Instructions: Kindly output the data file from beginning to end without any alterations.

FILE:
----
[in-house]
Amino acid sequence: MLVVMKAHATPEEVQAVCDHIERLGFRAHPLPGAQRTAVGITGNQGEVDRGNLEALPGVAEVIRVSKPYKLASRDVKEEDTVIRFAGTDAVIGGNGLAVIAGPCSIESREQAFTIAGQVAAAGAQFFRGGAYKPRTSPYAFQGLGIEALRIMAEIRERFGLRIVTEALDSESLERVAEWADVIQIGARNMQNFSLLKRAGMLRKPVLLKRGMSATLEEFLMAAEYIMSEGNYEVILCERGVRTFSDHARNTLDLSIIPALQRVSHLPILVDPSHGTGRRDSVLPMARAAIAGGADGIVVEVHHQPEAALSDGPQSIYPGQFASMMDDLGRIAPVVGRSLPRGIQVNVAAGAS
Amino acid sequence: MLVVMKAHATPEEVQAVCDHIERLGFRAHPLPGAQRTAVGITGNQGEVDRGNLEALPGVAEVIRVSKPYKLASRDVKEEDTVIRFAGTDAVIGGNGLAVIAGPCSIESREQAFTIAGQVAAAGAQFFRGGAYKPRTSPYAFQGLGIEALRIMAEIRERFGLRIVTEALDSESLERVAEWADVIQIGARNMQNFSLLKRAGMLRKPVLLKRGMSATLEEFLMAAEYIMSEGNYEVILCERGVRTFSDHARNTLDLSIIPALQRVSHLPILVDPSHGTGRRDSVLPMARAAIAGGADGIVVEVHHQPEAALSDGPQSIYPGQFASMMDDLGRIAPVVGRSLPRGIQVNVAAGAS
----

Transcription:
[in-house]
Amino acid sequence: MLVVMKAHATPEEVQAVCDHIERLGFRAHPLPGAQRTAVGITGNQGEVDRGNLEALPGVAEVIRVSKPYKLASRDVKEEDTVIRFAGTDAVIGGNGLAVIAGPCSIESREQAFTIAGQVAAAGAQFFRGGAYKPRTSPYAFQGLGIEALRIMAEIRERFGLRIVTEALDSESLERVAEWADVIQIGARNMQNFSLLKRAGMLRKPVLLKRGMSATLEEFLMAAEYIMSEGNYEVILCERGVRTFSDHARNTLDLSIIPALQRVSHLPILVDPSHGTGRRDSVLPMARAAIAGGADGIVVEVHHQPEAALSDGPQSIYPGQFASMMDDLGRIAPVVGRSLPRGIQVNVAAGAS
Amino acid sequence: MLVVMKAHATPEEVQAVCDHIERLGFRAHPLPGAQRTAVGITGNQGEVDRGNLEALPGVAEVIRVSKPYKLASRDVKEEDTVIRFAGTDAVIGGNGLAVIAGPCSIESREQAFTIAGQVAAAGAQFFRGGAYKPRTSPYAFQGLGIEALRIMAEIRERFGLRIVTEALDSESLERVAEWADVIQIGARNMQNFSLLKRAGMLRKPVLLKRGMSATLEEFLMAAEYIMSEGNYEVILCERGVRTFSDHARNTLDLSIIPALQRVSHLPILVDPSHGTGRRDSVLPMARAAIAGGADGIVVEVHHQPEAALSDGPQSIYPGQFASMMDDLGRIAPVVGRSLPRGIQVNVAAGAS